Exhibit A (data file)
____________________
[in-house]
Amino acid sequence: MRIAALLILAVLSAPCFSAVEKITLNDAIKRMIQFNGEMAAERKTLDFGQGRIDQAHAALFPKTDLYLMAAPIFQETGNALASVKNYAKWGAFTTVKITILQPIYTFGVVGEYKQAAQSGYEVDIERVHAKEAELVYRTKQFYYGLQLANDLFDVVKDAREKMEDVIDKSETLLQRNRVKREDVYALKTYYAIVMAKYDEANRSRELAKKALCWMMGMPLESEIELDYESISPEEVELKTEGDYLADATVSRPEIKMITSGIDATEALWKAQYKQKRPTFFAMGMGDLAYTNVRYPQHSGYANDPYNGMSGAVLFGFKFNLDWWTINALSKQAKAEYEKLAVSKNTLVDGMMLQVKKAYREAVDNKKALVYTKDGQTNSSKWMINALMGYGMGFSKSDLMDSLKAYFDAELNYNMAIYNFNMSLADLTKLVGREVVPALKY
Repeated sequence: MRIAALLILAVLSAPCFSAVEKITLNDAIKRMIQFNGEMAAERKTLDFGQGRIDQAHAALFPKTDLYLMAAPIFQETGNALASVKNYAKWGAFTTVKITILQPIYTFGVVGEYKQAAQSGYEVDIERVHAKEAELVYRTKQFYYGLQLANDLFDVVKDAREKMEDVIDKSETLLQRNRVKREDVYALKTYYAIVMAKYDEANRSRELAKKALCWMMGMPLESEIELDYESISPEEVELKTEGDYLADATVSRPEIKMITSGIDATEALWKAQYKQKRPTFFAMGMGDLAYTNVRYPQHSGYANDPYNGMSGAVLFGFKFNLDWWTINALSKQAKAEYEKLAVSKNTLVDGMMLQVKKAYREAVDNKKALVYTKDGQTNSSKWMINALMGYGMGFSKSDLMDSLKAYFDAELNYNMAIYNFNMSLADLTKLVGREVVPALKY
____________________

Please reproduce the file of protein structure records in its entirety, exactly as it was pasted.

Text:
[in-house]
Amino acid sequence: MRIAALLILAVLSAPCFSAVEKITLNDAIKRMIQFNGEMAAERKTLDFGQGRIDQAHAALFPKTDLYLMAAPIFQETGNALASVKNYAKWGAFTTVKITILQPIYTFGVVGEYKQAAQSGYEVDIERVHAKEAELVYRTKQFYYGLQLANDLFDVVKDAREKMEDVIDKSETLLQRNRVKREDVYALKTYYAIVMAKYDEANRSRELAKKALCWMMGMPLESEIELDYESISPEEVELKTEGDYLADATVSRPEIKMITSGIDATEALWKAQYKQKRPTFFAMGMGDLAYTNVRYPQHSGYANDPYNGMSGAVLFGFKFNLDWWTINALSKQAKAEYEKLAVSKNTLVDGMMLQVKKAYREAVDNKKALVYTKDGQTNSSKWMINALMGYGMGFSKSDLMDSLKAYFDAELNYNMAIYNFNMSLADLTKLVGREVVPALKY
Repeated sequence: MRIAALLILAVLSAPCFSAVEKITLNDAIKRMIQFNGEMAAERKTLDFGQGRIDQAHAALFPKTDLYLMAAPIFQETGNALASVKNYAKWGAFTTVKITILQPIYTFGVVGEYKQAAQSGYEVDIERVHAKEAELVYRTKQFYYGLQLANDLFDVVKDAREKMEDVIDKSETLLQRNRVKREDVYALKTYYAIVMAKYDEANRSRELAKKALCWMMGMPLESEIELDYESISPEEVELKTEGDYLADATVSRPEIKMITSGIDATEALWKAQYKQKRPTFFAMGMGDLAYTNVRYPQHSGYANDPYNGMSGAVLFGFKFNLDWWTINALSKQAKAEYEKLAVSKNTLVDGMMLQVKKAYREAVDNKKALVYTKDGQTNSSKWMINALMGYGMGFSKSDLMDSLKAYFDAELNYNMAIYNFNMSLADLTKLVGREVVPALKY